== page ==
Ultra-low power chip sleeps a lot

Researchers at the University of Michigan have designed chips that use 30,000 times less power in sleep mode and 10 per cent less in active mode than comparable processors, putting an end to overweight battery syndrome.

Researchers at the University of Michigan have designed chips that use 30,000 times less power in sleep mode and 10 per cent less in active mode than comparable processors, putting an end to overweight battery syndrome.

The Phoenix processor next to a US one-cent coin
(Credit: Dennis Sylvester)

Normally, batteries overshadow the smaller chips they power, beefing up the volume of the system. By slimming down the amount of power the chip needs, the size of a sensor built with the chip can be 1,000 times smaller than those currently available.

The chip, called the Phoenix processor, is one square millimetre, and its thin-film battery matches it for slenderness. For comparison, the battery in a laptop is 5,000 times the size of the processor despite the fact that it only gives a few hours of life.

An extremely efficient sleep mode — a state in which sensors spend 99 per cent of their time — is the key. The chip has been designed to use 30pW in sleep mode, a figure thousands of times smaller than that used by a typical digital watch and millions of times better than a normal processor chip.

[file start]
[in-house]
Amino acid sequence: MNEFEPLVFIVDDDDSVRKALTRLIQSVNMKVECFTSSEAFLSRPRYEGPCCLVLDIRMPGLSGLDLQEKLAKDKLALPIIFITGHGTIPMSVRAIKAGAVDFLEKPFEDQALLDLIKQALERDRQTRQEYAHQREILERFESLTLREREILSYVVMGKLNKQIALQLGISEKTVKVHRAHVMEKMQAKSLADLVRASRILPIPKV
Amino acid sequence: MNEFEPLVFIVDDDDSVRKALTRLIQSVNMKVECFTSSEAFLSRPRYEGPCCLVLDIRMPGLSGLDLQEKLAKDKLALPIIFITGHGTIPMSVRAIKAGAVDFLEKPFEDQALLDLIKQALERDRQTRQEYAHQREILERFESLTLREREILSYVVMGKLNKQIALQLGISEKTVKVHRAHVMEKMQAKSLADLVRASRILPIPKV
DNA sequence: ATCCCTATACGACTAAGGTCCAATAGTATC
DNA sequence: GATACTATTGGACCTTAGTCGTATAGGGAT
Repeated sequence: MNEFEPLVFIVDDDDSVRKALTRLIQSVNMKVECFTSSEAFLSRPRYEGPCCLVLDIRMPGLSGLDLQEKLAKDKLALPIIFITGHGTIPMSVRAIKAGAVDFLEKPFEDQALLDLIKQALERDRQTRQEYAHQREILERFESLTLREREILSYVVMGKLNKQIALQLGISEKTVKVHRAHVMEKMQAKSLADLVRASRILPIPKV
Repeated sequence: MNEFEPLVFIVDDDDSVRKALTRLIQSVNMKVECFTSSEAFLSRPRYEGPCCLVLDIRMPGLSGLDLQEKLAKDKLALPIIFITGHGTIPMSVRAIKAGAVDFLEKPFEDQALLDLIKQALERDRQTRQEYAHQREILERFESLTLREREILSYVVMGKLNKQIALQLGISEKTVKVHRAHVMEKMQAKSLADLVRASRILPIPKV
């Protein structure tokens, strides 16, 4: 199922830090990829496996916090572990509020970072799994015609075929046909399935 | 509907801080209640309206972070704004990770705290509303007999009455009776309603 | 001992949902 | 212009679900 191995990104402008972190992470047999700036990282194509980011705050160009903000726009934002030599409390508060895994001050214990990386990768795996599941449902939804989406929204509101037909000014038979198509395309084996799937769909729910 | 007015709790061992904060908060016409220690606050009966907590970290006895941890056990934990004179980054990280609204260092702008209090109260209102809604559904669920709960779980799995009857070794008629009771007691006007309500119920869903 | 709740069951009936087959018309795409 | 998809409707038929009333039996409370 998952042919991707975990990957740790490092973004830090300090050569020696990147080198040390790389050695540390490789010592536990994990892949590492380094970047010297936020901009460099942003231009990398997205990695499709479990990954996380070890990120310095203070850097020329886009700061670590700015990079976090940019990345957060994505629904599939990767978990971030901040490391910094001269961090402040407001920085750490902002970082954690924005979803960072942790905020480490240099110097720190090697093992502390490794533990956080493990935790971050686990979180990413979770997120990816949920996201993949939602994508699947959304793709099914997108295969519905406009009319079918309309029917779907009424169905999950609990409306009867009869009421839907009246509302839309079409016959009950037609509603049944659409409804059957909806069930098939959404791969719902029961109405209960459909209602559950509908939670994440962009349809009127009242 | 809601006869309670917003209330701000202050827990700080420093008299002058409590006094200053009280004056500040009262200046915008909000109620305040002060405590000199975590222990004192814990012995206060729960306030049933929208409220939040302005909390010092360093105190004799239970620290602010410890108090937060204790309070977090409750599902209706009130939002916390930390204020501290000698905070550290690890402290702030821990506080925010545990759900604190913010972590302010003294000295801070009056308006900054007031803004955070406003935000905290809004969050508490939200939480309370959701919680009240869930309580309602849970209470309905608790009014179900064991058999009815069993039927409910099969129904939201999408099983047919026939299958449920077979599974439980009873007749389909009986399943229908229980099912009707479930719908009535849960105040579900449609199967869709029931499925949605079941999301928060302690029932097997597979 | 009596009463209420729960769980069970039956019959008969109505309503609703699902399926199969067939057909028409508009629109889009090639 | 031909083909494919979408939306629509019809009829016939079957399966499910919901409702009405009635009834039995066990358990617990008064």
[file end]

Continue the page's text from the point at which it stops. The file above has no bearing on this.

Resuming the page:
In such normal chips, a circuit called a power gate removes voltage from the main circuits during sleep. However, this gate also has to carry the full power of the main circuit when it wakes up and this compromise means it leaks some power when turned off. The Phoenix chip is designed to use much less power overall, meaning the gate circuit can be made more efficient at turning off and reducing the leakage current dramatically.

The system is asleep most of the time, and is woken up every 10 minutes for a tenth of a second to run instructions — such as checking the sensor for new data, processing it and storing it.

The Phoenix processor will be used for purposes such as measuring the pressure in the eye of a glaucoma patient, or as ubiquitous sensors in an invisible network to detect movement or monitor air quality. Set in concrete, sensors made by the chips can measure structural integrity of buildings.

The design is very different to sensor processors designed by other researchers because they have not had to look at the extreme "form factor" restrictions which the team worked to, according to Dennis Sylvester, associate professor at the university's department of electrical engineering and computer science.

"Some implantable devices like pacemakers don't fundamentally require mm cubed scale volumes. But others do, like the intraocular pressure sensor," he said.

Even for shorter cycles, the chip proves to be efficient. If the chip is woken every five minutes, it uses 50pW, if it's one minute 130pW, 20 seconds 330pW, according to Sylvester.

If the time the chip needs to be awake becomes too high, the chip could be redesigned again to balance sleep and active power better, Sylvester said.

"Right now we expect average power to be 80 plus per cent sleep power at a 10-minute duty cycle, hence we optimised for that. We could bring the active mode power down a bit more in exchange for worse sleep mode power and balance things out," he said.

"We think that some of the ideas in this work could actually be applied to much higher performance applications, such as mobile internet devices, which would really broaden its potential impact. That is an area of future work for us."

The chip will cost less than one cent according to conversations with industry, Sylvester said.

The design is being presented today in Hawaii at the Institute of Electrical and Electronics Engineers' VLSI symposium.

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